This building is divided into different parts which were built in different years. First, they built the walls of the castle by making a fort which was the heart of England's defence in 1066. Ten years later as the king wanted a royal residence, they built the white tower/ white castle which is located in the central part of the Tower of London.


Despite being designed as a defence and royal residence, in the 1100s this building started to be used as a prison and a court of justice where they sentenced people. The prisoners weren't just people from the streets, they were people in senior positions (like dukes, clergy, kings... etc. ) who had committed treason against the crown or were simply enemies. Depending on the sentence they had, they were allowed to go out of their cells and wander around the gardens.

Can you imagine the King in his bedroom looking out of the window at the prisoners?

It's a bit strange. And that's why when the Tudor dynasty came into power (in around the 15th century) it was converted into a prison alone and they stopped using it as the royal residence. This prison closed down in 1952. I suppose that everybody has heard of the Tudors or Henry VII and Henry VIII. Those two kings were the first kings from the Tudor dynasty who committed the biggest purges in the history of England after their coronation.


The place where they carried out their executions depended on the social status and sex of the person. In other words, the noble and women were executed in private and inside the castle walls whereas public figures and any other high-class person were executed in public.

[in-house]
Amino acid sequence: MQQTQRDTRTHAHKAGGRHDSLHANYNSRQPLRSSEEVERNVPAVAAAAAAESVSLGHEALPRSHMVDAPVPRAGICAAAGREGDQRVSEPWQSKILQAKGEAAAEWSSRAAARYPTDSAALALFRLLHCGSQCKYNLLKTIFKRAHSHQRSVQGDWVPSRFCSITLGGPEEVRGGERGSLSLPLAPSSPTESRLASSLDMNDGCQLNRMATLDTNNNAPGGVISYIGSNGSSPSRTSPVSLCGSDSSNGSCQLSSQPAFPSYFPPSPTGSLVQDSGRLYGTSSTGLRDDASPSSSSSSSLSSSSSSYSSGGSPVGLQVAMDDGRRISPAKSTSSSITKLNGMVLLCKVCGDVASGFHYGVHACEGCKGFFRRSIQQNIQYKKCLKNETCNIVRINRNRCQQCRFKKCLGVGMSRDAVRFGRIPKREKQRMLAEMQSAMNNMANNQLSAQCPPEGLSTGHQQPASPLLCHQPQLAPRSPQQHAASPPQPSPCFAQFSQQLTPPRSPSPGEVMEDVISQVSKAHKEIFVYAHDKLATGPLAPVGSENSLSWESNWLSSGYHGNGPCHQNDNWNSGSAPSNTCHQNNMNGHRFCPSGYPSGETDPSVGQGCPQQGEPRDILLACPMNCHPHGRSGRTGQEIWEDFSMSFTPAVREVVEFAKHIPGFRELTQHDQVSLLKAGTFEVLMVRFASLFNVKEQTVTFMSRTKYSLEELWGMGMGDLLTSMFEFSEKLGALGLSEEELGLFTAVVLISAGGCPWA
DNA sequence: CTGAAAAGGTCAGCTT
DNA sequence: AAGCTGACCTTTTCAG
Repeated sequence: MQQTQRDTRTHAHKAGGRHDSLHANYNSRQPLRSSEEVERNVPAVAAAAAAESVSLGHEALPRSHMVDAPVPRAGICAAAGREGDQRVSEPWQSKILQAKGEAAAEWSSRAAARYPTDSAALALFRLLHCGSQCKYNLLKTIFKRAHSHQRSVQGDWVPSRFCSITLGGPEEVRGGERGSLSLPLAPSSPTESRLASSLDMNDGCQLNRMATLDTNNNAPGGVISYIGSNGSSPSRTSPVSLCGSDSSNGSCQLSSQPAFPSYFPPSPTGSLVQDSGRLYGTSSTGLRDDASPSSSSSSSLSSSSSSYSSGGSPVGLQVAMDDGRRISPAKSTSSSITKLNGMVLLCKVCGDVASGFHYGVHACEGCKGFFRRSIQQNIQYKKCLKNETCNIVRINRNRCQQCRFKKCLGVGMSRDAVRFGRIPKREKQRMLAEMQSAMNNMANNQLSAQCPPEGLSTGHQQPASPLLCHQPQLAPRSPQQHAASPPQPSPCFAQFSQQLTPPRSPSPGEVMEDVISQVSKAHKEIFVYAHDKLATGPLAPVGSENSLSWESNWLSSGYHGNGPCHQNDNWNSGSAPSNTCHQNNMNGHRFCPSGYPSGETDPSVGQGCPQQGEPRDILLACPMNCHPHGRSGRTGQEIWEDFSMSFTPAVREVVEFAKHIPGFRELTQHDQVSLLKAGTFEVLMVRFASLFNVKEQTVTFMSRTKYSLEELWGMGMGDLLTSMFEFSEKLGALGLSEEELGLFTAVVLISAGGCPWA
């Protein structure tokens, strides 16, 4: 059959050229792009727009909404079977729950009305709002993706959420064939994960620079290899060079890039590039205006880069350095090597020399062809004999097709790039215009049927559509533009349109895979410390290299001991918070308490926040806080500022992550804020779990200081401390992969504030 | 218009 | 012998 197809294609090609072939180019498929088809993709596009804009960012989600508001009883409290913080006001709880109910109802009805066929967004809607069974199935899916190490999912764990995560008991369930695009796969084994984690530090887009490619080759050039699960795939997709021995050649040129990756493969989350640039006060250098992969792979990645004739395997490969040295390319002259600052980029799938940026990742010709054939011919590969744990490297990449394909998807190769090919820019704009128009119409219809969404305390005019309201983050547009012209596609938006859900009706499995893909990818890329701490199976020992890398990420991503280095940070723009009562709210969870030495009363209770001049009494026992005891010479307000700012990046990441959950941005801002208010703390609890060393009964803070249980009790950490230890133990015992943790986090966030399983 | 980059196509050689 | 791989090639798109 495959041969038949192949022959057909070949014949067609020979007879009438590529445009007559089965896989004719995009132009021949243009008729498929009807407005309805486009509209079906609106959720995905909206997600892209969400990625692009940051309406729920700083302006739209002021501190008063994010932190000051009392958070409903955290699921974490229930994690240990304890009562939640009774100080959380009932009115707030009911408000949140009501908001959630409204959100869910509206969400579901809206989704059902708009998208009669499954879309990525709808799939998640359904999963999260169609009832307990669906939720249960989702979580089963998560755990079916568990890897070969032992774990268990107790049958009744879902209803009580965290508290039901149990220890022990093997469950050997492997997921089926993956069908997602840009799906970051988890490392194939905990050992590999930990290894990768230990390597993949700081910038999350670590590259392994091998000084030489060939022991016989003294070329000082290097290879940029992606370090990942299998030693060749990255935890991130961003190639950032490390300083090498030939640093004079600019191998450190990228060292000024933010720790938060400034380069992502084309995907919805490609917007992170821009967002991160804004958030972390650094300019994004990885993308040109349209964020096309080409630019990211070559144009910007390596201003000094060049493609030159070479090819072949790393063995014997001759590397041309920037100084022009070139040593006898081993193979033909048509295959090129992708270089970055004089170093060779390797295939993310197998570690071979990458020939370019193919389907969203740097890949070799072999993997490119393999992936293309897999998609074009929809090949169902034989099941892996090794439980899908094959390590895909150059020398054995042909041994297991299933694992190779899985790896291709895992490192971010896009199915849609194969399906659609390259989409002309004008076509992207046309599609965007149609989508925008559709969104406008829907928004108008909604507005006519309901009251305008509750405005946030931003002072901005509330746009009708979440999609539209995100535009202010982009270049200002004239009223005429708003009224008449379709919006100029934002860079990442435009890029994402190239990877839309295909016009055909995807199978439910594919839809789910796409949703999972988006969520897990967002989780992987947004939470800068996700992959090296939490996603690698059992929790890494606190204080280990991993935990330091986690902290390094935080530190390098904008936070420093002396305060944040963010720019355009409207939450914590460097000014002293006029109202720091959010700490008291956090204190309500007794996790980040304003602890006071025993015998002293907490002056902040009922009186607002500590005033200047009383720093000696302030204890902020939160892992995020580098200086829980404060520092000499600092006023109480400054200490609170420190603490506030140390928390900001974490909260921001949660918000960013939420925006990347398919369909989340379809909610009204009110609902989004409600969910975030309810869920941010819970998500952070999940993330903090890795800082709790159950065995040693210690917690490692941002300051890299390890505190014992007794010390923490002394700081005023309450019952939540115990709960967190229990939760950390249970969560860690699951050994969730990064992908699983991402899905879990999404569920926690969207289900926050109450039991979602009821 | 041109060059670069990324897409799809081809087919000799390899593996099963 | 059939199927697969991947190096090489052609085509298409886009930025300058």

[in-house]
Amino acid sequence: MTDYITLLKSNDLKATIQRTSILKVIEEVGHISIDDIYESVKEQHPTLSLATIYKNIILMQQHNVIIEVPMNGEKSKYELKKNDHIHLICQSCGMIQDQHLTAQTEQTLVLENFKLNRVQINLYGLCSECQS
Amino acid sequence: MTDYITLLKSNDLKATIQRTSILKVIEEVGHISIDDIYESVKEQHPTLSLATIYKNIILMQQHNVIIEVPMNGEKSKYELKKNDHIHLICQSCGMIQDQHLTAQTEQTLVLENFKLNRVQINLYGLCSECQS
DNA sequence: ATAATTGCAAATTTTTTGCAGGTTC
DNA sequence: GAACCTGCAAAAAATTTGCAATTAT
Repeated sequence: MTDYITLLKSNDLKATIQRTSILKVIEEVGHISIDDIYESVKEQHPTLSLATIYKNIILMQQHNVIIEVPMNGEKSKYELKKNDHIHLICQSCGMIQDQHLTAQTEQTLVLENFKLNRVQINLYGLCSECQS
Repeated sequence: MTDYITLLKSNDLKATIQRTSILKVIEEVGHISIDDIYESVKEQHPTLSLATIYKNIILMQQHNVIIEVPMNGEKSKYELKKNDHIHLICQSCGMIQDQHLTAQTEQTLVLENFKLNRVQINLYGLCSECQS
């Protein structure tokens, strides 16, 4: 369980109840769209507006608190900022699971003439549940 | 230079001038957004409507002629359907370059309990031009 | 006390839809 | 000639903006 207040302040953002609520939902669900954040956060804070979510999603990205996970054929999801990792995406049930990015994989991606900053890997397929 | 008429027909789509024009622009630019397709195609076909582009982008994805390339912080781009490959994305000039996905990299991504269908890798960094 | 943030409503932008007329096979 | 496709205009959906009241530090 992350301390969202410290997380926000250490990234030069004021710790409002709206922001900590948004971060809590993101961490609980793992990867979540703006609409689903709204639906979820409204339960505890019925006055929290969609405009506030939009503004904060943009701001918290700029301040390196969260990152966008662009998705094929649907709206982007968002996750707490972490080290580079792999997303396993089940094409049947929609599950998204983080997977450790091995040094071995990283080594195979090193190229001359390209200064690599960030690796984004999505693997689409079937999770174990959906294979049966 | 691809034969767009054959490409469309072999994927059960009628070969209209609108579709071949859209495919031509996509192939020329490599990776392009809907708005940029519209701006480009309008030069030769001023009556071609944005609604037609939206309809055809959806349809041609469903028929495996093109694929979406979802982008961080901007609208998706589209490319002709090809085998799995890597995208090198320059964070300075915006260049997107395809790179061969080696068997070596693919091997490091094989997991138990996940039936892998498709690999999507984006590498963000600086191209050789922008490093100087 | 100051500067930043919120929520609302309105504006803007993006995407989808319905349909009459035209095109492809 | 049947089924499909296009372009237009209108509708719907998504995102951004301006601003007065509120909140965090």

As many of you will already know, Henry VIII is not only known for his great purges but also for his 6 wives and their problems of conceiving a baby boy. Two of his wives were decapitated. Actually, Henry VIII's second wife Anne Boleyn was decapitated in the Tower of London. As I mentioned before, because she was a woman and of a high position, it was done in private and as under special circumstances, instead of being decapitated with an axe like everyone else, it was with a sword to make it a quicker and less painful death. Anne Boleyn was accused of adultery, incest and treason against the king although nowadays we believe that it wasn't really about adultery and incest, but the fact that she couldn't give the king a boy and he wanted to get rid of her. In the castle, legend has it that Anne's ghost walks around the castle where she was decapitated.